The planet is seeing more climate extremes, according to a new report and in Washington that could mean more fast-moving wildfires.
The message is clear here and around the nation, says retired wildland firefighter Bill Moody of Twisp, because the trend is growing toward longer and more severe wildfire seasons.
"A greater potential for catastrophic fire and resource losses, including perhaps their homes and outbuildings and a threat to their lives."
The combination of allowing more dense forests with warmer winters that kill off fewer insects is increasing the risk of wildfire danger, Moody says, especially for those homes built on the edges of urban areas.
Opponents dispute that the science is exact on climate change, but Chris Field, director of the Carnegie Institution for Science's Department of Global Ecology, says there is a measureable trend.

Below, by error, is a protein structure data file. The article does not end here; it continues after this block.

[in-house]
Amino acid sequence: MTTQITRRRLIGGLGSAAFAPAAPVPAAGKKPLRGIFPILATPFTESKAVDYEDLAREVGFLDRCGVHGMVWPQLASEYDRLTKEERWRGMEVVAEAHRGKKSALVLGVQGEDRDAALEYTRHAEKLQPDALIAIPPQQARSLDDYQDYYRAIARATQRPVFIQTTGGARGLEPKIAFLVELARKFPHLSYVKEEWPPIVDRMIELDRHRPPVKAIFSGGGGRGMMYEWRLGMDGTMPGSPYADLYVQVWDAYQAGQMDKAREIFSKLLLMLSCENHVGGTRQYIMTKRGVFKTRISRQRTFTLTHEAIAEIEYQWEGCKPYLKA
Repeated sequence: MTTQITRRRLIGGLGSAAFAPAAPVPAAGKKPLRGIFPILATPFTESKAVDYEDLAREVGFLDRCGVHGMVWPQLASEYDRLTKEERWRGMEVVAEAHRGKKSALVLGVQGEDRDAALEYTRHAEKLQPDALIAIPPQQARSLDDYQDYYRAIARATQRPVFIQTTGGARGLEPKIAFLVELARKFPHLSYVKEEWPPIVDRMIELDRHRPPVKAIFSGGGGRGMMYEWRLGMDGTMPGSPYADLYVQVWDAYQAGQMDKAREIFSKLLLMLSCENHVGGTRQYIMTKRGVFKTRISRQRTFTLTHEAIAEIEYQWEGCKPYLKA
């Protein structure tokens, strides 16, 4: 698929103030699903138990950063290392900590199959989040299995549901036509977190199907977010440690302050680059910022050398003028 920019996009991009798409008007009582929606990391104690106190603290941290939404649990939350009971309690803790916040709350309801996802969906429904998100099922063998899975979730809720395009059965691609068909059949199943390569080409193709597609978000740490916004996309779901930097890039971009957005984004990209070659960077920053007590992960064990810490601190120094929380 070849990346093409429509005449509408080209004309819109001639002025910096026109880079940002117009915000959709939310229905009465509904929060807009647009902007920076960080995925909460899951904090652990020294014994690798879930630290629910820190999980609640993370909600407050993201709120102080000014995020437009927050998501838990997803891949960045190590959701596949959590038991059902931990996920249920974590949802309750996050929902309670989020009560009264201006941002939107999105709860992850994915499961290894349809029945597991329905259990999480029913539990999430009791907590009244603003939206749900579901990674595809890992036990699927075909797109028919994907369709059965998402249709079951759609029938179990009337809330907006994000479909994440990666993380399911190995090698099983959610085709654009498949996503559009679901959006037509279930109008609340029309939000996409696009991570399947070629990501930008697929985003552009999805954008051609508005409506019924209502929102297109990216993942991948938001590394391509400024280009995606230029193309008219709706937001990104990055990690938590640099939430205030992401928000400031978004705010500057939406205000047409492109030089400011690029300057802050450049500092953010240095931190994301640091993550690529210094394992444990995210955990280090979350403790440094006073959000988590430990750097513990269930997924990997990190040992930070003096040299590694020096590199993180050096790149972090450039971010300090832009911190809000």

"What is currently a heat wave that occurs only one year in 20, by the end of the century might occur every one to two years."
There seem to be fewer years with long, cold winters in Washington, Moody says, which leaves more insects to infect trees. Those damaged trees, he adds, equal greater fire risk.
"Less healthy trees, a lot of them appear to be kind of drought stricken, a lot of dead needles, which just adds to the potential for fast-moving wildfires."
The full report is online at ipcc.ch.